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Section: 26.2.7 [unord.req] Status: Resolved Submitter: Daniel James Opened: 2016-11-24 Last modified: 2018-03-18
Priority: Not Prioritized
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In 26.2.7 [unord.req] paragraph 12, it says that the behaviour of operator== is undefined unless the Hash and Pred function objects respectively have the same behaviour. This makes comparing containers with randomized hashes with different seeds undefined behaviour, but I think that's a valid use case. It's not much more difficult to support it when the Hash function objects behave differently. I did a little testing and both libstdc++ and libc++ appear to support this correctly.I suggest changing the appropriate sentence in 26.2.7 [unord.req] paragraph 12: "The behavior of a program that uses operator== or operator!= on unordered containers is undefined unless the
This is a design issue; send to LEWG
[2018-3-17 Resolved by P0809R0, which was adopted in Jacksonville.]
This wording is relative to N4618.
Change 26.2.7 [unord.req] as indicated:
-12- Two unordered containers a and b compare equal if a.size() == b.size() and, for every equivalent-key group [Ea1, Ea2) obtained from a.equal_range(Ea1), there exists an equivalent-key group [Eb1, Eb2) obtained from b.equal_range(Ea1), such that is_permutation(Ea1, Ea2, Eb1, Eb2) returns true. For unordered_set and unordered_map, the complexity of operator== (i.e., the number of calls to the == operator of the value_type, to the predicate returned by key_eq(), and to the hasher returned by hash_function()) is proportional to N in the average case and to N2 in the worst case, where N is a.size(). For unordered_multiset and unordered_multimap, the complexity of operator== is proportional to ∑ Ei2 in the average case and to N2 in the worst case, where N is a.size(), and Ei is the size of the ith equivalent-key group in a. However, if the respective elements of each corresponding pair of equivalent-key groups Eai and Ebi are arranged in the same order (as is commonly the case, e.g., if a and b are unmodified copies of the same container), then the average-case complexity for unordered_multiset and unordered_multimap becomes proportional to N (but worst-case complexity remains 𝒪(N2), e.g., for a pathologically bad hash function). The behavior of a program that uses operator== or operator!= on unordered containers is undefined unless the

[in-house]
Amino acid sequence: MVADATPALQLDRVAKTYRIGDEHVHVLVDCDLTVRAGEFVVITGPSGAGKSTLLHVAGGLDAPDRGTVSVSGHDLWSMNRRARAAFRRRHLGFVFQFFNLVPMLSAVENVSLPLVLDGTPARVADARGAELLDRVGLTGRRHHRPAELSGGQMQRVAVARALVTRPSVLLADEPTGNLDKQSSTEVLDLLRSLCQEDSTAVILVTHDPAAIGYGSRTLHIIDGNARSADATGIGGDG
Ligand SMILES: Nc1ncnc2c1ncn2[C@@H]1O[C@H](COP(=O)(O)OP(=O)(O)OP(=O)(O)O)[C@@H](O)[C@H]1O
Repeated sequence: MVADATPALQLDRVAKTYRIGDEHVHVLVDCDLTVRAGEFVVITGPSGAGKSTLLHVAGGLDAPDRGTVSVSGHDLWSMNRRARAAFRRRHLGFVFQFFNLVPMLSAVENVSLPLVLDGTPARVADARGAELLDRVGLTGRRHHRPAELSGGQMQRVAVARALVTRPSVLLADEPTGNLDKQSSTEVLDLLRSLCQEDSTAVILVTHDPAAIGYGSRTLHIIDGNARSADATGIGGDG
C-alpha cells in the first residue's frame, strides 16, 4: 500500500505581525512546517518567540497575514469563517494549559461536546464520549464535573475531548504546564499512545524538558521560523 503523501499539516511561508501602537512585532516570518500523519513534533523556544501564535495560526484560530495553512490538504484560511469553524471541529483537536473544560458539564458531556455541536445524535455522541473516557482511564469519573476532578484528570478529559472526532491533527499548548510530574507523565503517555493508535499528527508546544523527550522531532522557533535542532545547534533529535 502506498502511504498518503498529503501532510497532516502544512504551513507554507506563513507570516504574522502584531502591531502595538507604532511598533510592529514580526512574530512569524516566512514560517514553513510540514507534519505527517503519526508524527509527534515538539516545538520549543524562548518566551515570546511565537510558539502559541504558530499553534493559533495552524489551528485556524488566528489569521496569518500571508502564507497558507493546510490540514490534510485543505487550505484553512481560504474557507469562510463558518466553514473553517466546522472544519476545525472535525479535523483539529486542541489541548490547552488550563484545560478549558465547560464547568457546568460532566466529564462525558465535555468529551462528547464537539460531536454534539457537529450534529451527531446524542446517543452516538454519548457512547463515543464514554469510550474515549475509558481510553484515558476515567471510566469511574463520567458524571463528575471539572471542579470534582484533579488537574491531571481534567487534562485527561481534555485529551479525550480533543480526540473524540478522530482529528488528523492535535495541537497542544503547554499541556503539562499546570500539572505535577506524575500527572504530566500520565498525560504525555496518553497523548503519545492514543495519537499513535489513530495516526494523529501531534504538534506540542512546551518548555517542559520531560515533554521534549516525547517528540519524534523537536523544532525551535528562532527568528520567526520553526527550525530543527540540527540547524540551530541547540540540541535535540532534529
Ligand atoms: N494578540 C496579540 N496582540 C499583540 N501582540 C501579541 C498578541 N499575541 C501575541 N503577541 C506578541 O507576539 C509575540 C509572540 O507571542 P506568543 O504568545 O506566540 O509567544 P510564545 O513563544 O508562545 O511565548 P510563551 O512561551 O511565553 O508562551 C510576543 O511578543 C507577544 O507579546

Hash andPred function object s respectively havethe same behavior for both containers and the equality comparison operator for Key is a refinement(footnote 258) of the partition into equivalent-key groups produced by Pred.